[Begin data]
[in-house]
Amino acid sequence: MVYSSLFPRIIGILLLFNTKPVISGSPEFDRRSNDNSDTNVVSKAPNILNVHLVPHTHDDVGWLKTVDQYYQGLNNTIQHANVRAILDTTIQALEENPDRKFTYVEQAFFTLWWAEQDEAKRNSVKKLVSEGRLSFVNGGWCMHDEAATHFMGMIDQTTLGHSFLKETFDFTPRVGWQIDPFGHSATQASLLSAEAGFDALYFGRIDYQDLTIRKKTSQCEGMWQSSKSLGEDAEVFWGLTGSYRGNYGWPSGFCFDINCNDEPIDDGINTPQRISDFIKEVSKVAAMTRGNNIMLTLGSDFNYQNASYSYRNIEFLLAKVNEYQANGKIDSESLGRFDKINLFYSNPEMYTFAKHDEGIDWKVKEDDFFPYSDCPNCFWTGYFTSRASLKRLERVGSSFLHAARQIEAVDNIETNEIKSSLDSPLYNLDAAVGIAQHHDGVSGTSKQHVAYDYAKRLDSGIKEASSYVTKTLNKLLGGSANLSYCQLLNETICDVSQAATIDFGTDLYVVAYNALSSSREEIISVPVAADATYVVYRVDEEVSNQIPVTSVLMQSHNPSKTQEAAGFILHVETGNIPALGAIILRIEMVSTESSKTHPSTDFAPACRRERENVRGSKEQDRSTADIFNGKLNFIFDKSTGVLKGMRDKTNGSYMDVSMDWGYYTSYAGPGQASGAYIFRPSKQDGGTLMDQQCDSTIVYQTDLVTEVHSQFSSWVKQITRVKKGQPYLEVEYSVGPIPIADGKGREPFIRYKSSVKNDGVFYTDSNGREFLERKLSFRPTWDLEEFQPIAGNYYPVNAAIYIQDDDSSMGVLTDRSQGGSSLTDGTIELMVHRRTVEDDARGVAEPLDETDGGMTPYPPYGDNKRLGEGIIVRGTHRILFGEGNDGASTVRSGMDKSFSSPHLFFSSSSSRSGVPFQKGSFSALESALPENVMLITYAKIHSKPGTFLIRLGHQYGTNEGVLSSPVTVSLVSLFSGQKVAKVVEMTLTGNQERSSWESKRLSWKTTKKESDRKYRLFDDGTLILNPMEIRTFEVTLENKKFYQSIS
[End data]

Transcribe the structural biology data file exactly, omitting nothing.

[in-house]
Amino acid sequence: MVYSSLFPRIIGILLLFNTKPVISGSPEFDRRSNDNSDTNVVSKAPNILNVHLVPHTHDDVGWLKTVDQYYQGLNNTIQHANVRAILDTTIQALEENPDRKFTYVEQAFFTLWWAEQDEAKRNSVKKLVSEGRLSFVNGGWCMHDEAATHFMGMIDQTTLGHSFLKETFDFTPRVGWQIDPFGHSATQASLLSAEAGFDALYFGRIDYQDLTIRKKTSQCEGMWQSSKSLGEDAEVFWGLTGSYRGNYGWPSGFCFDINCNDEPIDDGINTPQRISDFIKEVSKVAAMTRGNNIMLTLGSDFNYQNASYSYRNIEFLLAKVNEYQANGKIDSESLGRFDKINLFYSNPEMYTFAKHDEGIDWKVKEDDFFPYSDCPNCFWTGYFTSRASLKRLERVGSSFLHAARQIEAVDNIETNEIKSSLDSPLYNLDAAVGIAQHHDGVSGTSKQHVAYDYAKRLDSGIKEASSYVTKTLNKLLGGSANLSYCQLLNETICDVSQAATIDFGTDLYVVAYNALSSSREEIISVPVAADATYVVYRVDEEVSNQIPVTSVLMQSHNPSKTQEAAGFILHVETGNIPALGAIILRIEMVSTESSKTHPSTDFAPACRRERENVRGSKEQDRSTADIFNGKLNFIFDKSTGVLKGMRDKTNGSYMDVSMDWGYYTSYAGPGQASGAYIFRPSKQDGGTLMDQQCDSTIVYQTDLVTEVHSQFSSWVKQITRVKKGQPYLEVEYSVGPIPIADGKGREPFIRYKSSVKNDGVFYTDSNGREFLERKLSFRPTWDLEEFQPIAGNYYPVNAAIYIQDDDSSMGVLTDRSQGGSSLTDGTIELMVHRRTVEDDARGVAEPLDETDGGMTPYPPYGDNKRLGEGIIVRGTHRILFGEGNDGASTVRSGMDKSFSSPHLFFSSSSSRSGVPFQKGSFSALESALPENVMLITYAKIHSKPGTFLIRLGHQYGTNEGVLSSPVTVSLVSLFSGQKVAKVVEMTLTGNQERSSWESKRLSWKTTKKESDRKYRLFDDGTLILNPMEIRTFEVTLENKKFYQSIS